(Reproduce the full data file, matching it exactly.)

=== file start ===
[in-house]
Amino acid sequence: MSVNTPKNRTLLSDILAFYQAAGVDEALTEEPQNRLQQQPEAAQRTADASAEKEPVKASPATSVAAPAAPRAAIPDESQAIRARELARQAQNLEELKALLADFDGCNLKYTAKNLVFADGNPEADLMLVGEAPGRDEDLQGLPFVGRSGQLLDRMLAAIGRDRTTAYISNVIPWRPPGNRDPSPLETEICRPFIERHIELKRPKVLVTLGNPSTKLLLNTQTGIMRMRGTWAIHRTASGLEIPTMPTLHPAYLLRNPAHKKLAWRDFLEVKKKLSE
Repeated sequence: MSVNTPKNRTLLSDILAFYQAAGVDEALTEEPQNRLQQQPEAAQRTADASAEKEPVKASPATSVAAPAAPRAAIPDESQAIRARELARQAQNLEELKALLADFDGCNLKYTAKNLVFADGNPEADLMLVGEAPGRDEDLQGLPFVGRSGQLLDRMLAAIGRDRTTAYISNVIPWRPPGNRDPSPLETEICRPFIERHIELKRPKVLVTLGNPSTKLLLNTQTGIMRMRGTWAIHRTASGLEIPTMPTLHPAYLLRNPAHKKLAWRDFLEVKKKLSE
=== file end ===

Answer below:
[in-house]
Amino acid sequence: MSVNTPKNRTLLSDILAFYQAAGVDEALTEEPQNRLQQQPEAAQRTADASAEKEPVKASPATSVAAPAAPRAAIPDESQAIRARELARQAQNLEELKALLADFDGCNLKYTAKNLVFADGNPEADLMLVGEAPGRDEDLQGLPFVGRSGQLLDRMLAAIGRDRTTAYISNVIPWRPPGNRDPSPLETEICRPFIERHIELKRPKVLVTLGNPSTKLLLNTQTGIMRMRGTWAIHRTASGLEIPTMPTLHPAYLLRNPAHKKLAWRDFLEVKKKLSE
Repeated sequence: MSVNTPKNRTLLSDILAFYQAAGVDEALTEEPQNRLQQQPEAAQRTADASAEKEPVKASPATSVAAPAAPRAAIPDESQAIRARELARQAQNLEELKALLADFDGCNLKYTAKNLVFADGNPEADLMLVGEAPGRDEDLQGLPFVGRSGQLLDRMLAAIGRDRTTAYISNVIPWRPPGNRDPSPLETEICRPFIERHIELKRPKVLVTLGNPSTKLLLNTQTGIMRMRGTWAIHRTASGLEIPTMPTLHPAYLLRNPAHKKLAWRDFLEVKKKLSE